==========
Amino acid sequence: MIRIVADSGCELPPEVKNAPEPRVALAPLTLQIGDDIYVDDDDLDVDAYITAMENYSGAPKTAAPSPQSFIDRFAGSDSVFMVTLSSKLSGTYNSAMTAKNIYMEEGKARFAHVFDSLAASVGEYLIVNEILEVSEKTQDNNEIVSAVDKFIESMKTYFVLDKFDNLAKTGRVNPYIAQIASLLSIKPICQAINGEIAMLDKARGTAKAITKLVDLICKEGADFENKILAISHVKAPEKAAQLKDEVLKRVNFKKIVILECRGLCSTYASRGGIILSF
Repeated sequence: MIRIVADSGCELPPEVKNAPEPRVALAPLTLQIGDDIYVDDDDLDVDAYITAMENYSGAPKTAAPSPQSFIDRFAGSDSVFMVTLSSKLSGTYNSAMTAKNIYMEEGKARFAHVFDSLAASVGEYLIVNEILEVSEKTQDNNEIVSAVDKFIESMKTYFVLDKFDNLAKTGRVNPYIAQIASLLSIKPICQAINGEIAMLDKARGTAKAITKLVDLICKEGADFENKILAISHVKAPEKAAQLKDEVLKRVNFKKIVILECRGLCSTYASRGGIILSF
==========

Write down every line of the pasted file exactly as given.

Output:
Amino acid sequence: MIRIVADSGCELPPEVKNAPEPRVALAPLTLQIGDDIYVDDDDLDVDAYITAMENYSGAPKTAAPSPQSFIDRFAGSDSVFMVTLSSKLSGTYNSAMTAKNIYMEEGKARFAHVFDSLAASVGEYLIVNEILEVSEKTQDNNEIVSAVDKFIESMKTYFVLDKFDNLAKTGRVNPYIAQIASLLSIKPICQAINGEIAMLDKARGTAKAITKLVDLICKEGADFENKILAISHVKAPEKAAQLKDEVLKRVNFKKIVILECRGLCSTYASRGGIILSF
Repeated sequence: MIRIVADSGCELPPEVKNAPEPRVALAPLTLQIGDDIYVDDDDLDVDAYITAMENYSGAPKTAAPSPQSFIDRFAGSDSVFMVTLSSKLSGTYNSAMTAKNIYMEEGKARFAHVFDSLAASVGEYLIVNEILEVSEKTQDNNEIVSAVDKFIESMKTYFVLDKFDNLAKTGRVNPYIAQIASLLSIKPICQAINGEIAMLDKARGTAKAITKLVDLICKEGADFENKILAISHVKAPEKAAQLKDEVLKRVNFKKIVILECRGLCSTYASRGGIILSF